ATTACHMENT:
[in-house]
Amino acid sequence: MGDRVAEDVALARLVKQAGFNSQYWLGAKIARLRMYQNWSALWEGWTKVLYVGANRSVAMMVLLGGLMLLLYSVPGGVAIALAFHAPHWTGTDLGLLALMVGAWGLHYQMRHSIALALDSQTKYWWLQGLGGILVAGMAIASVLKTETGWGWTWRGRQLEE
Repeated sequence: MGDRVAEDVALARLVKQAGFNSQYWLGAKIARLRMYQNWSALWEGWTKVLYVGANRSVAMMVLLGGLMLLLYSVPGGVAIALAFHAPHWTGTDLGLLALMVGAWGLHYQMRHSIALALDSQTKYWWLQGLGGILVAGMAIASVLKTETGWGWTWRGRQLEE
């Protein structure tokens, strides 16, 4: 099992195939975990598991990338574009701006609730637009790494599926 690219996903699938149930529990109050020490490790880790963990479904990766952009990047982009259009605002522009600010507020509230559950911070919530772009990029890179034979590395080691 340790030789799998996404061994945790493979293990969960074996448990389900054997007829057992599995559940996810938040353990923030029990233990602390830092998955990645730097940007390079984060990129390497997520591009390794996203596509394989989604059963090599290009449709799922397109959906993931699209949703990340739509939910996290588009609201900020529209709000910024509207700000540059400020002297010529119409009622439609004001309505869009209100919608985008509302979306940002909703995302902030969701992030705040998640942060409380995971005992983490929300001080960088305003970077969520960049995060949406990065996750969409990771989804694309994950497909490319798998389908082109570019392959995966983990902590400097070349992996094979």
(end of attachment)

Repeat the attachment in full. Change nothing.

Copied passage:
[in-house]
Amino acid sequence: MGDRVAEDVALARLVKQAGFNSQYWLGAKIARLRMYQNWSALWEGWTKVLYVGANRSVAMMVLLGGLMLLLYSVPGGVAIALAFHAPHWTGTDLGLLALMVGAWGLHYQMRHSIALALDSQTKYWWLQGLGGILVAGMAIASVLKTETGWGWTWRGRQLEE
Repeated sequence: MGDRVAEDVALARLVKQAGFNSQYWLGAKIARLRMYQNWSALWEGWTKVLYVGANRSVAMMVLLGGLMLLLYSVPGGVAIALAFHAPHWTGTDLGLLALMVGAWGLHYQMRHSIALALDSQTKYWWLQGLGGILVAGMAIASVLKTETGWGWTWRGRQLEE
């Protein structure tokens, strides 16, 4: 099992195939975990598991990338574009701006609730637009790494599926 690219996903699938149930529990109050020490490790880790963990479904990766952009990047982009259009605002522009600010507020509230559950911070919530772009990029890179034979590395080691 340790030789799998996404061994945790493979293990969960074996448990389900054997007829057992599995559940996810938040353990923030029990233990602390830092998955990645730097940007390079984060990129390497997520591009390794996203596509394989989604059963090599290009449709799922397109959906993931699209949703990340739509939910996290588009609201900020529209709000910024509207700000540059400020002297010529119409009622439609004001309505869009209100919608985008509302979306940002909703995302902030969701992030705040998640942060409380995971005992983490929300001080960088305003970077969520960049995060949406990065996750969409990771989804694309994950497909490319798998389908082109570019392959995966983990902590400097070349992996094979």